Gojek says it will add car-hailing and e-payments to its operations in Vietnam, one of the key markets in the Indonesian startup’s battle with Singaporean rival Grab.
Vietnamese customers can currently use Gojek to hail motorbike rides, order food, and ship parcels, but will be able to request car rides and pay digitally “very, very soon,” country manager Phung Tuan Duc said.
“Instead of going after the next shiny technology, we focus on what the market needs the most,” Duc told Nikkei in a recent video call, sporting a green Gojek jacket typically donned by drivers. “We feel confident to start expanding, and four-wheel [transportation] and payment are the two most requested [services] from our consumer base.”
With car-hailing, Gojek would add a service already offered by Grab and Vietnam’s Be Group. All three startups are rooted in ride-hailing, but have since expanded into a variety of other services, such as delivery and bill payments.
Grab made waves in April when it announced plans to go public in the US via a SPAC, seeking a valuation of USD 39.6 billion in what would be the biggest-ever deal of its kind. That piled pressure on Gojek to pursue a merger with fellow Indonesian startup Tokopedia, an online retailer. The two companies sought shareholder approval in April and the deal is expected by end of June at the latest, with a planned US listing to follow. Earlier merger talks between Gojek and Grab fizzled after the latter sought key powers in a theoretical tie-up.
As the battle for customers rages across Southeast Asia, Vietnam’s market of nearly 100 million people has opened up further under new regulations. Decree 10, enacted by the government in 2020, lets ride-hailing companies expand beyond a handful of key cities and operate nationwide.
FastGo, Aber and inDriver also run ride-hailing apps in Vietnam, while the biggest domestic player is Be. CEO Nguyen Hoang Phuong said her company would not enter a “price war” with rivals, but focus on quality and corporate partnerships. She said Be broke even in 2020 and aims to turn a profit in 2021, a feat that has yet to be seen in ride-hailing.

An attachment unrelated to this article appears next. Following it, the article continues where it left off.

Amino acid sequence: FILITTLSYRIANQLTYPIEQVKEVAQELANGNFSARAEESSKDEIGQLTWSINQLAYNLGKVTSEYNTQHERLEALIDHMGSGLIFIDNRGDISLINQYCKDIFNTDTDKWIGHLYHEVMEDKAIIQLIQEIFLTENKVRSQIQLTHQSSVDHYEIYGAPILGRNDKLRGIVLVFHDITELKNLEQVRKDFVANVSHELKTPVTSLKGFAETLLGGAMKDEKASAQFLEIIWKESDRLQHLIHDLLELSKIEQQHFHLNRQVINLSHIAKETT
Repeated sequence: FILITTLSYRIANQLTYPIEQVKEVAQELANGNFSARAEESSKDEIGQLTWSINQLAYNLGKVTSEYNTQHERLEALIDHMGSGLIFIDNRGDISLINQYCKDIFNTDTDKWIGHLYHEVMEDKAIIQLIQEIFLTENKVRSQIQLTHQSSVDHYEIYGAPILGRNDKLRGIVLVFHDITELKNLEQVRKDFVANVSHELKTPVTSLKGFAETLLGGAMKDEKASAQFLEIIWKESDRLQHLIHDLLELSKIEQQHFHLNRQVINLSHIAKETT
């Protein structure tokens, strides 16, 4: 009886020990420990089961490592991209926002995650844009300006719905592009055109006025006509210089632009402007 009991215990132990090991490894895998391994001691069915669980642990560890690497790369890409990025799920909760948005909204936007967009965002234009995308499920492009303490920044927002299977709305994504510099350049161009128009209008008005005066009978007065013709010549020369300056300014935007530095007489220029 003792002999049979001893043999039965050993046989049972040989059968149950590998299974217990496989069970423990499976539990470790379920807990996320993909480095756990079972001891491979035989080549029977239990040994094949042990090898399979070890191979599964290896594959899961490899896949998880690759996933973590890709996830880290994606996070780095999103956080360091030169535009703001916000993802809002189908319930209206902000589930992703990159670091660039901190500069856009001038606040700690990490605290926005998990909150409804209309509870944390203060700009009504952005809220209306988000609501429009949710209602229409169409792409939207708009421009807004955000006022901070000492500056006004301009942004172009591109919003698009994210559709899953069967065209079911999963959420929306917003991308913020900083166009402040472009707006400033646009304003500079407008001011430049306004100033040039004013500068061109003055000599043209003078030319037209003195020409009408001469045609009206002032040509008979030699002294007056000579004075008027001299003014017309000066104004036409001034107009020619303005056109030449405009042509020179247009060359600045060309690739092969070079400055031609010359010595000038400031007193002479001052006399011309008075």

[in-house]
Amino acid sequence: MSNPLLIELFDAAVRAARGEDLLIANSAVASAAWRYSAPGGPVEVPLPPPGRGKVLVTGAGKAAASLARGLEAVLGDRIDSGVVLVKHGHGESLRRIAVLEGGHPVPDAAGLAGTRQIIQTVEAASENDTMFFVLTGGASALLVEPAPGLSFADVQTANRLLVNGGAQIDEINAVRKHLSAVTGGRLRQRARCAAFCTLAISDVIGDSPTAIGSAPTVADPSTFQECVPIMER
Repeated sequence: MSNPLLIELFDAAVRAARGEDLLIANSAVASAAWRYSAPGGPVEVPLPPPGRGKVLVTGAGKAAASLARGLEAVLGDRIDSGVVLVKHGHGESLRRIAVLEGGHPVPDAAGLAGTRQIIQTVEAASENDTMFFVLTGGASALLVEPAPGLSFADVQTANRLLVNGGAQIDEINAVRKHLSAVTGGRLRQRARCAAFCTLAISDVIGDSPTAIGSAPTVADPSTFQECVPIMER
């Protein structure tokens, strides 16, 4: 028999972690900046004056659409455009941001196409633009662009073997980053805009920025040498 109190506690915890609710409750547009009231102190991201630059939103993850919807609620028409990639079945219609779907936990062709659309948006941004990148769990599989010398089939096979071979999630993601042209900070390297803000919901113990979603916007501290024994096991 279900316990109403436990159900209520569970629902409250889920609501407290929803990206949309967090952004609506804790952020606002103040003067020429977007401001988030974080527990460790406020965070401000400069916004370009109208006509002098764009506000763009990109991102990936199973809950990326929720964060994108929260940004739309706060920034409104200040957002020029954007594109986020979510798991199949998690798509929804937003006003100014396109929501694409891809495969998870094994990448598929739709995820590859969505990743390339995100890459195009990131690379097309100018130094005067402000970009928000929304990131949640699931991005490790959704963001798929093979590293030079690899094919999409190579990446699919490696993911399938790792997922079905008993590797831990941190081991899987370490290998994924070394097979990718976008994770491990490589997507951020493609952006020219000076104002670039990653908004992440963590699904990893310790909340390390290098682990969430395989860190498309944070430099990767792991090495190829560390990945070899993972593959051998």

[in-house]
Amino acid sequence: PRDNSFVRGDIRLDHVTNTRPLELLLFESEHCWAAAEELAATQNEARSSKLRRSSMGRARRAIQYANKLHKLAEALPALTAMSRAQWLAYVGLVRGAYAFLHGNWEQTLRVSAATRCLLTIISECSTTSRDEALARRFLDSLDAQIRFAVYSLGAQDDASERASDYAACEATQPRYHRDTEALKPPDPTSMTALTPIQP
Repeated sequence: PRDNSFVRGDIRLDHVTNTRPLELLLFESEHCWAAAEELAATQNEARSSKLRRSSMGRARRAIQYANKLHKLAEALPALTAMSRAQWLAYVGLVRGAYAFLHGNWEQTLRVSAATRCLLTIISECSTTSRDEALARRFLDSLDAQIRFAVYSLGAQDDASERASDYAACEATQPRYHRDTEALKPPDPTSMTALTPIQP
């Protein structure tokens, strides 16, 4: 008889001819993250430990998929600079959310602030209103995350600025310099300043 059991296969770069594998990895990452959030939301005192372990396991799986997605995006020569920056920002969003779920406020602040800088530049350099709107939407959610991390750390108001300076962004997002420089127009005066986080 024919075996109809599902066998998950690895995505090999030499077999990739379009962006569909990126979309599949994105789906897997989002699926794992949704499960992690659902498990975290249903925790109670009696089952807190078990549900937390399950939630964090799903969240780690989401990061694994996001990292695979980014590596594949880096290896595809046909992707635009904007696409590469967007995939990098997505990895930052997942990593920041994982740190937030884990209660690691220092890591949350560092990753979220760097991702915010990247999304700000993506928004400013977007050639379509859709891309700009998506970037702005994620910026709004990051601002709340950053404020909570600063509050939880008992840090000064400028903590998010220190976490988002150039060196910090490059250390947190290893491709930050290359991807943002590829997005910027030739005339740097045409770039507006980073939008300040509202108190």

“Be Group will invest money wisely instead of needlessly spending money similar to other competitors,” Phuong told Nikkei.
Be partners with VPBank to operate a digital bank called Cake, while also accepting payments in its app for Zalo and MoMo, two Vietnamese e-wallets. Grab has an e-wallet, Moca, and has streamlined its Southeast Asian business to focus on fintech, transport, and delivery, according to the e-Conomy SEA 2020 report by Google, Temasek and Bain.
For Gojek Vietnam, e-payments will be available just for rides in the near term, Duc said, with more options to follow.
When asked if Gojek would be a super app in Vietnam, as it is in its home country of Indonesia, Duc said that is the plan. “Vietnam has definitely the highest priority in terms of all the external markets that Gojek is operating in, and it’s a super-fast-growing market,” he said.
Vietnam, one of the world’s biggest motorbike markets, would join Indonesia and Singapore as countries where car-hailing is available through Gojek, whose business also includes payments in the Philippines and delivery and motorbike-hailing in Thailand.
The e-Conomy SEA report valued Vietnam’s transport and food delivery market at USD 1.6 billion in 2020, and forecasts 34% annual growth through 2025.
SoftBank, Uber, and Didi have invested in Grab, while Facebook, Tencent, and Google back Gojek. Be was seeded with funding from its founders.
Commuting declined across Southeast Asia at the height of the pandemic in March 2020, but has returned to pre-pandemic levels in Vietnam–where lockdowns were minimal–ahead of the rest of the region, Google mobility data showed.